People use Google across different devices. This guide to ads in Google Ads will help you factor in this cross-device behaviour.
Create ad text that appeals to users across devices
We’ve found that a compelling call to action on one device tends to be compelling on other devices as well. Your ad text should highlight why you have what a user is looking for. Find what’s most compelling about your business and build your ads around that insight.
Here’s an important consideration: tie creatives to your keywords. You want to indicate that you have what someone is looking for by speaking directly to their search term.
Customising the experience for mobile users can still be a good thing, though. Direct them to pages of your site that deliver a great experience through mobile-specific URLs. And if you know about any calls to action or offers that work particularly well on mobile devices, take advantage of ad customisers to speak directly to mobile users.
Be mindful of your character limits
You have three 30-character headlines, two 90-character descriptions, and two 15-character URL path fields. Use that space creatively. Include deeper messaging that focuses on what you and your users care about. Longer headlines increase the clickable space of your text ads, but try to create headlines that are a variety of lengths. You might find that shorter headlines perform better for people already searching for your brand. And it’s more likely that you’ll show all three possible headlines if a headline or two are shorter than the limits. Test what works for your account along with different types of keywords within your account.
Don’t underestimate the value of your path fields. The URL that’s visible in a text ad is an important indication of where a user should expect to end up. Adding descriptive path fields gives a user confidence that she’ll find what she’s looking for when she arrives at your site.
Your URL paths don’t have to match the exact language that is present in your final URL. The URL paths should simply be relevant content to help the user understand what to expect from your landing page.
When you’re creating campaigns on the Google Display Network, add an image to make your ads more appealing. You can reach a larger audience on the GDN using responsive display ads that combine text with a required marketing image of your choice. Responsive display ads tend to drive better results and maximise your ROI.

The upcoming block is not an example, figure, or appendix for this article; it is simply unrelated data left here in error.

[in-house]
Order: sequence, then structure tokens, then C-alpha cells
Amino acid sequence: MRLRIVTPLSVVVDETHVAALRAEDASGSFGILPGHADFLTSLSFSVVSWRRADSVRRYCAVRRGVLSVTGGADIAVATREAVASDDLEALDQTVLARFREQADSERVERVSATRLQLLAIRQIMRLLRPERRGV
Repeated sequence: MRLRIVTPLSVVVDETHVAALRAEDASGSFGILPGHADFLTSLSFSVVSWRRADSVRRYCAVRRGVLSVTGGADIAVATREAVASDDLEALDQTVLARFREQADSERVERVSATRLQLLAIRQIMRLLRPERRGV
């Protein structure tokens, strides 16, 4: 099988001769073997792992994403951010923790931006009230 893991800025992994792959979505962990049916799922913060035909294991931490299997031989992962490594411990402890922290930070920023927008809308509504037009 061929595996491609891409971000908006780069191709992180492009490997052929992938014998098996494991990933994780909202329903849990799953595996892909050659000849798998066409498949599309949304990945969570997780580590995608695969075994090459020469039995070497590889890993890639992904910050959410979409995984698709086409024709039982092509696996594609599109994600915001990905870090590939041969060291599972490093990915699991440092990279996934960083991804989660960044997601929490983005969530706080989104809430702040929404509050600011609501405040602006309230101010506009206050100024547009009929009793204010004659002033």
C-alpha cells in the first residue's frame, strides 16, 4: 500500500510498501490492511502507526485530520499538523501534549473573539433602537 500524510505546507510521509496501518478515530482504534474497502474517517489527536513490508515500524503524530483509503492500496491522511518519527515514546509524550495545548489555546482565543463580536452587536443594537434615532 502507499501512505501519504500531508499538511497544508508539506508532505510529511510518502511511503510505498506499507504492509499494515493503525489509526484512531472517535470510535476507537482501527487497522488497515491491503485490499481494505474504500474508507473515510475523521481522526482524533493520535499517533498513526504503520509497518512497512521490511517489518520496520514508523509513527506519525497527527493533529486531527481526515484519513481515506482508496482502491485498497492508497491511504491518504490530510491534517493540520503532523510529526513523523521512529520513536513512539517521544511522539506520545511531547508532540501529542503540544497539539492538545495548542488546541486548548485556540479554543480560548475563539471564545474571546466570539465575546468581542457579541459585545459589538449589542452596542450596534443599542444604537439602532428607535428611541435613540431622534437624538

Focus on your headlines
Your headlines are the clickable space on your text ads. What you put into that space will be a big indicator of how enticing your ad text is – big blue headlines are more prominent than your description text. The content and quality of your headlines matters and will determine how well your ads perform.
Your headlines should receive the majority of your testing attention. As you go about instituting and testing your ads, focus on writing the best headline possible. Implementing great headlines has the most potential to make a big difference to performance.
Three headlines being present in your ads gives you an additional thing to consider: your line break. Generally, mobile headlines will have a line break in them, while desktop ads will not. In every case there will be a pipe between headlines.
A flexible headline can be appealing on all types of devices. You can’t create a set of headlines that relies on a line break, as there’s no guarantee where that line will actually break.
Capitalisation doesn't typically affect the performance of your headlines, so decide what looks best for you and your brand. You should plan on capitalising the first word of each headline, though. Responsive search ads can serve your headlines in any order and it’s best to lead off with a capitalised word.
Three headline fields raise another question about ad text – where should you place your call to action? It’s a great question, and exactly the type of thing that you should test as you optimise your creatives. If you’re taking advantage of responsive search ads you don’t have to worry about that. Add great options for your headlines and let the system decide the ideal order. Keep in mind, though, that you should include any sensitive or mandatory info in headline 1, headline 2, or description 1. Your third headline or second description might not always show.
Be sure to check out our headline policies.